Health Fitness

Is everyone getting sick for the holidays? Health officials urge public to get flu, COVID vaccines

If you or someone you know is battling a cold, the flu or COVID-19, you’re not alone. It’s that time of year when more people are feeling sick and health officials are stressing the importance of preventing the spread of respiratory illnesses.

They’re urging Canadians to get updated flu and COVID-19 vaccines, saying it’s not too late if they want to help protect their own health and that of friends and family over the holidays.

Quebec Health Minister Christian Dubé says as bad as overcrowding can be in emergency wards, it could get worse in the coming weeks, due to suspected cases of flu and COVID-19.

One illness after another

Ryan Kirkpatrick, who lives in Whitby, Ont., with his wife and their five-year-old daughter, Louise, says it’s been a tough few months due to one illness after another.

Ryan Kirkpatrick, who lives in Whitby, Ont., holds his daughter, Louise. He says she has COVID-19 for the second time since September. (Family photo)

Currently, Louise has COVID for the second time since school started — and Kirkpatrick says they’re willing to put off a holiday gathering if needed.

“She was sick in September, had an ear infection in October, and is now sick again in December,” he said, noting the family has had “a little bit of everything” despite wearing masks, practising physical distancing and using air purifiers.

Sydney Freeston’s family in Montreal West, which includes her husband, their five-year-old daughter and three-year-old son, has also been hit hard.

WATCH | Canadian COVID-19 vaccination rates have dropped off:

Canadian COVID-19 vaccination rates have dropped off

Fewer people are getting the latest COVID-19 vaccine according to new national data from the Public Health Agency of Canada, but experts say people should treat these vaccinations as essential — especially among those at higher risk of severe outcomes.

“This fall has been a nightmare,” she told CBC News.

In early November, Freeston and her son had “awful colds.” In the middle of the month, her husband got COVID. Four days later, Freeston also had it, but neither child did.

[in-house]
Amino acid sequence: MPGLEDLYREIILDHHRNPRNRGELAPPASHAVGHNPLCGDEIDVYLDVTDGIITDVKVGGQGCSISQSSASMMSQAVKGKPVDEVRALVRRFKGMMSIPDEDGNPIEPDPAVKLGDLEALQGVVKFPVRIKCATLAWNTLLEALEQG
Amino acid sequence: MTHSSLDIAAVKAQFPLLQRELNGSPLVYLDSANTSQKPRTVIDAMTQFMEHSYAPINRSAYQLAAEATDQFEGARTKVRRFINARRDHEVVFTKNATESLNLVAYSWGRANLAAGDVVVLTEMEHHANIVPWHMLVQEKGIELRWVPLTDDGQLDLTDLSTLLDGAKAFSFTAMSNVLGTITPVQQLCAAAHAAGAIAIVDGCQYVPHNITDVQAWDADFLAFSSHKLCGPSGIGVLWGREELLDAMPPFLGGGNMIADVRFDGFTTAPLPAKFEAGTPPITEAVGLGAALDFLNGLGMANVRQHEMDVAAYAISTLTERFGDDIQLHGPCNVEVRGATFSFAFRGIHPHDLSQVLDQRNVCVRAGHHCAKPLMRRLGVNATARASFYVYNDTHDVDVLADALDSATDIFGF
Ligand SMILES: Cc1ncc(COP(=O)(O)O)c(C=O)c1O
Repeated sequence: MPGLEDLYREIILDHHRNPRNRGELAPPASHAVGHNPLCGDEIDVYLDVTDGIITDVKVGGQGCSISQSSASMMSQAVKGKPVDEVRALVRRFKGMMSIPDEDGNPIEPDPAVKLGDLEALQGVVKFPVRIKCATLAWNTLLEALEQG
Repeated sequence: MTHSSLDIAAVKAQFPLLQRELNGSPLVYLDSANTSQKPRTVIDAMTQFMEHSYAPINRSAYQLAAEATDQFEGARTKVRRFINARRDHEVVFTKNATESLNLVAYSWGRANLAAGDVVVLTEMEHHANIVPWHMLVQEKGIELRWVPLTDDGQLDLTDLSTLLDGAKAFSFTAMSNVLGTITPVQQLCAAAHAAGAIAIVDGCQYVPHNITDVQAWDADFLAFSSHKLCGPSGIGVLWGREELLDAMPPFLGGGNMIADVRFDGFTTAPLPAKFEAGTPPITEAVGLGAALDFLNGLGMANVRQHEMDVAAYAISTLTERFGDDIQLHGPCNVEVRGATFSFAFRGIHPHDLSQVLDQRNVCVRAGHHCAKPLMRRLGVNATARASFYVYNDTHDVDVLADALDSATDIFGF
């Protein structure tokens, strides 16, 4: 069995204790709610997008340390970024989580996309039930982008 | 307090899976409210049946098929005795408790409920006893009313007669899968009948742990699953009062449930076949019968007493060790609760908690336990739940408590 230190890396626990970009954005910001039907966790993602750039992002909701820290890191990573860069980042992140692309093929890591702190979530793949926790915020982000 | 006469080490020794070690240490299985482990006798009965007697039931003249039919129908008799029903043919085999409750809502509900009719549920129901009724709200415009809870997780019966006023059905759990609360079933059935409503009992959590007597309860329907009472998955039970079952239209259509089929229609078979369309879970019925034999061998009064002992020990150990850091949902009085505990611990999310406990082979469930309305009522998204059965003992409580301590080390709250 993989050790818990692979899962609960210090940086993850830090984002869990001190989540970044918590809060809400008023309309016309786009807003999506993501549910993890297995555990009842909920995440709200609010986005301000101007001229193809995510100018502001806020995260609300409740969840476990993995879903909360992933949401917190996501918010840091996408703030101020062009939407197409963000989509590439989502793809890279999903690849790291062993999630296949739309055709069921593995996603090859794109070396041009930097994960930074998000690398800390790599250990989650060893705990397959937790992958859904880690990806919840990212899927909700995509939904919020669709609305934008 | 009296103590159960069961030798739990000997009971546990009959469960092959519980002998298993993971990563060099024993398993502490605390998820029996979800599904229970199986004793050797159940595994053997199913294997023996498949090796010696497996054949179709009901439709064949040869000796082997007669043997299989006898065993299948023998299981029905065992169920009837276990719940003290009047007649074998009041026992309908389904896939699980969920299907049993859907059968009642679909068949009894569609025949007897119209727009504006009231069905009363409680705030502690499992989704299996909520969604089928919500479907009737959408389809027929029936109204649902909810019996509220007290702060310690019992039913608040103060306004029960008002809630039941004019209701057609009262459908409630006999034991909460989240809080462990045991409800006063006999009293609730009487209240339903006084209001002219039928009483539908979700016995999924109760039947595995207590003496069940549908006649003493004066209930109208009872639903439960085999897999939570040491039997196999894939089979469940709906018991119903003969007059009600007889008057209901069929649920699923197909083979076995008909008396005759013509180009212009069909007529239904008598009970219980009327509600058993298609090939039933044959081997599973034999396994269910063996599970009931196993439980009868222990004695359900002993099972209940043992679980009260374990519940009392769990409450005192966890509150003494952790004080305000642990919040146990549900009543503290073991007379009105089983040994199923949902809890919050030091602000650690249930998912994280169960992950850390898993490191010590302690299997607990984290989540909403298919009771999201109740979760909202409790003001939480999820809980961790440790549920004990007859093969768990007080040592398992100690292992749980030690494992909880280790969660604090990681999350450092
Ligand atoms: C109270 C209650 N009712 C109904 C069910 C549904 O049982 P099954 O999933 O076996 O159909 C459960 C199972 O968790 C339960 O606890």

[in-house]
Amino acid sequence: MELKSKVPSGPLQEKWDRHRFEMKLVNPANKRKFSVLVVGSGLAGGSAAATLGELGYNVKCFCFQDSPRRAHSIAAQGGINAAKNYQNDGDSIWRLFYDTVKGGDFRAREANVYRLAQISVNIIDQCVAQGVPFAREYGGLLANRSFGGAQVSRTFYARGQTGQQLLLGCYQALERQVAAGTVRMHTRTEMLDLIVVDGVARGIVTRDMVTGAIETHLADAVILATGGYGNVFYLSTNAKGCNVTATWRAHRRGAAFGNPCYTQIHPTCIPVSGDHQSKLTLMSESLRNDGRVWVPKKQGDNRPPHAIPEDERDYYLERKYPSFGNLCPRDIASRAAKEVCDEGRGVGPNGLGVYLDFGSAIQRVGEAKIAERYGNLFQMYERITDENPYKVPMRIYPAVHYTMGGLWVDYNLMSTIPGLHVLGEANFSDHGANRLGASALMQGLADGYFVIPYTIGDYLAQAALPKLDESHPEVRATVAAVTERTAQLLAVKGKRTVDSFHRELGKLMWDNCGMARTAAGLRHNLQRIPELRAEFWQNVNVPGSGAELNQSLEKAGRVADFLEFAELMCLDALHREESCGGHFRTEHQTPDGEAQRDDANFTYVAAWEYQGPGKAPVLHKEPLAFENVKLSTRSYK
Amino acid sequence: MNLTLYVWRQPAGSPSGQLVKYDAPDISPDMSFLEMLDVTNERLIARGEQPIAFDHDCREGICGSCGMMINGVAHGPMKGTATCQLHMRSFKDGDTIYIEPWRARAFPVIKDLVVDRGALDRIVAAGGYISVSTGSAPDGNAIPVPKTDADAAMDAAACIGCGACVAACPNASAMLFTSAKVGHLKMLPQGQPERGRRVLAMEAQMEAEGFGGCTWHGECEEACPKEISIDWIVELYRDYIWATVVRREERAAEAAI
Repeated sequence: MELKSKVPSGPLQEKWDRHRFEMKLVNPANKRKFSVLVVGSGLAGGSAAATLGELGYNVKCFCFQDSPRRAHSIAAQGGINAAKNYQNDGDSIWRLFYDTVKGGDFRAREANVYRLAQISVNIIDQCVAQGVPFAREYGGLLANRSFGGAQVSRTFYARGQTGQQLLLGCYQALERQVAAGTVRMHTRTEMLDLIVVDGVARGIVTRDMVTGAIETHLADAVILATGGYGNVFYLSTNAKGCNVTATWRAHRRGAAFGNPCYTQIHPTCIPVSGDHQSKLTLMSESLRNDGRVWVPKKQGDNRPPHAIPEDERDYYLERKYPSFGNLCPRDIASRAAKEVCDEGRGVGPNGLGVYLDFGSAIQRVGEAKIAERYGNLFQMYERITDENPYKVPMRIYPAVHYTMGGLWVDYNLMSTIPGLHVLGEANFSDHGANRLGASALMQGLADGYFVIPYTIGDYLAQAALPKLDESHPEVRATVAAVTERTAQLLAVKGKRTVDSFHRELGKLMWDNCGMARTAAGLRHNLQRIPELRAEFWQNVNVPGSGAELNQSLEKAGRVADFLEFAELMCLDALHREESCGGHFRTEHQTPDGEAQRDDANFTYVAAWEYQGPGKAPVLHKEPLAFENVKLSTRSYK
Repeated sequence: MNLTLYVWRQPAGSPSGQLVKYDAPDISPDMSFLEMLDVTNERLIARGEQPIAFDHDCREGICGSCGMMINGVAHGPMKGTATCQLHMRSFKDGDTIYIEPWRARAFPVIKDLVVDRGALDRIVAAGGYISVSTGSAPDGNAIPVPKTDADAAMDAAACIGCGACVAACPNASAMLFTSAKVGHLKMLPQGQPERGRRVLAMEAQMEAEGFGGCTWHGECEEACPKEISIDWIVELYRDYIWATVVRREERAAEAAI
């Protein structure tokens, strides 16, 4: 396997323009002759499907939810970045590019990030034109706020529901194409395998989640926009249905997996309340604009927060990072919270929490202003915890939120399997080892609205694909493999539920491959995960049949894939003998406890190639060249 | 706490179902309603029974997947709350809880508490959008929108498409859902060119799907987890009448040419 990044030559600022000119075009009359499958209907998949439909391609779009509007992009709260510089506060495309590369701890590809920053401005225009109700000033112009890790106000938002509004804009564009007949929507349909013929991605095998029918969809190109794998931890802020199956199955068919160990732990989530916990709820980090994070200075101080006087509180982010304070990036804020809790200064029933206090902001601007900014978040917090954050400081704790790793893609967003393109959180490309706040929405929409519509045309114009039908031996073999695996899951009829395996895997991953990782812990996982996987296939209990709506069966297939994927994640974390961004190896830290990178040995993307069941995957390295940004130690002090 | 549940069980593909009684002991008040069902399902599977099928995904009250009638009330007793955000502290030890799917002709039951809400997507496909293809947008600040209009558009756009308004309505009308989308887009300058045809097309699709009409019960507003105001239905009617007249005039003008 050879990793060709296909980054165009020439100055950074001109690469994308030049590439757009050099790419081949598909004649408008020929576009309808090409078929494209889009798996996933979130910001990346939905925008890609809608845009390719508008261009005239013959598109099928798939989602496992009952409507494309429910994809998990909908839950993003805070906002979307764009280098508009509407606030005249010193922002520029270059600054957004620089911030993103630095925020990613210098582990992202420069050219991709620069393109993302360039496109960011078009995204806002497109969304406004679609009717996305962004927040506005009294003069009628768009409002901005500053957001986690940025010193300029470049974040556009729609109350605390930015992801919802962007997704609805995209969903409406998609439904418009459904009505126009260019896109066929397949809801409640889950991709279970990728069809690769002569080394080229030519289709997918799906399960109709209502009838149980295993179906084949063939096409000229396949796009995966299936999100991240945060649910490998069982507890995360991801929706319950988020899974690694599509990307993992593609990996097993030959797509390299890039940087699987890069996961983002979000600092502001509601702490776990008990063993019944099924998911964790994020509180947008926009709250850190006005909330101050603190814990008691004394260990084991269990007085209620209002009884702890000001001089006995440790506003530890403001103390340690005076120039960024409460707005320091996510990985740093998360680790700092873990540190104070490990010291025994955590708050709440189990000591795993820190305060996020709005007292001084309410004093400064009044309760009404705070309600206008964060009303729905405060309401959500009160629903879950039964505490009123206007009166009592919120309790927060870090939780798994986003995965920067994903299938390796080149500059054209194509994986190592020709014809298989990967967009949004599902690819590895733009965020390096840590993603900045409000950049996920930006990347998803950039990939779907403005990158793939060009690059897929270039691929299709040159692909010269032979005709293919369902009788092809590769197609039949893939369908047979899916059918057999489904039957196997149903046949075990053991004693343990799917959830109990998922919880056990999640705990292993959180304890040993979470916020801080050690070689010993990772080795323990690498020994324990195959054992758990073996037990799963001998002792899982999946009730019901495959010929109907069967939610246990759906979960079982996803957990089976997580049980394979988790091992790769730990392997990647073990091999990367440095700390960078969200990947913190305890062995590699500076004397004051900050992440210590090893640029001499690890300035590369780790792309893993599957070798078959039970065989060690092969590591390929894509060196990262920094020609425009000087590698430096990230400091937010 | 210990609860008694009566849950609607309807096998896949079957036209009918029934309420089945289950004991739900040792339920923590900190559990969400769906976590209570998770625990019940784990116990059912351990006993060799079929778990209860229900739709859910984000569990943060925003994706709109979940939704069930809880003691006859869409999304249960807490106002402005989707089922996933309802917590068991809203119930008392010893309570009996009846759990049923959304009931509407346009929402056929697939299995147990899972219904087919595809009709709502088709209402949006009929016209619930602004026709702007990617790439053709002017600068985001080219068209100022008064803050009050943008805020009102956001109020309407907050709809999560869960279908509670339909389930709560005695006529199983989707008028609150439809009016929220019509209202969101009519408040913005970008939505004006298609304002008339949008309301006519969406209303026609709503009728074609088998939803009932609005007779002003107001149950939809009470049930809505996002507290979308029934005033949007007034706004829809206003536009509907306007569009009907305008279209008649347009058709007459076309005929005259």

Then, in late-November, her daughter got strep throat and Freeston came down with it a few days later. Earlier this month, her son had a fever and lethargy. A doctor told them it could be RSV (respiratory syncytial virus).

A woman decorates a Christmas tree.
Montrealer Sydney Freeston says illnesses ranging from strep throat to COVID-19 have delayed her preparations for celebrating both Hanukkah and Christmas this year. She says her family has had to skip several family events this fall. (CBC)

“It seems like everyone you know is sick right now, and I think there isn’t a lot of awareness of what you should do if that happens,” said Dr. Kashif Pirzada, a Toronto emergency room physician.

“You do not want to need the hospitals during the holiday season. You’ll be waiting a long time, and you can avoid all of this with just some preventative action now,” he said, noting that includes not going to the big family dinner if you’ve got symptoms.

COVID activity increasing in some regions

The number of cases of influenza and RSV is typically higher at this time of year, but it’s generally within expected levels, according to the latest epidemiology update from the Public Health Agency of Canada (PHAC).

Meanwhile, COVID-19 cases in Canada were, on average, slightly lower than the previous two weeks. 

However, PHAC said trends vary by region, and at a national level, the percentage of lab tests coming back positive remains relatively high.

Some provinces and territories are seeing increases in COVID-19 activity, “including to high and very high levels in parts of the country,” PHAC said in a statement in mid-December.

“As the holidays approach, we can expect further spread of viruses as we travel and socialize more,” the statement said.

Vaccines part of protection

Carolyn Colijn, an epidemiologist and professor at Simon Fraser University, also spoke about the importance of vaccines.

“I think there may be a presumption that vaccines just don’t prevent transmission, and that’s not quite right,” she said. “Even though that protection is not perfect, [and] it’s not going to last forever, it is an important part of reducing infection.”

WATCH | As respiratory viruses take a toll, stay clear of gatherings if sick, experts say:

Health officials warn of holiday surge of respiratory illnesses

Health Canada says cases of respiratory illnesses have been on the rise since mid-November across Canada. In Quebec, officials are asking people without urgent illness to avoid the emergency room as many operate above capacity.

She said if someone has just had COVID, now may not be the optimal time to get vaccinated, so they could wait a few months. In that case, they should avoid going to work or socializing if they are symptomatic with something. 

B.C. Health Minister Adrian Dix on Wednesday said people in his province should go register online and get vaccinated right away.

“It’s not just for you,” he said. “You may say, ‘I’m healthy. I play field hockey. I had COVID before and it didn’t effect me that much.’ It’s not just you. It’s the people you love, the people you know and the people you don’t know.”

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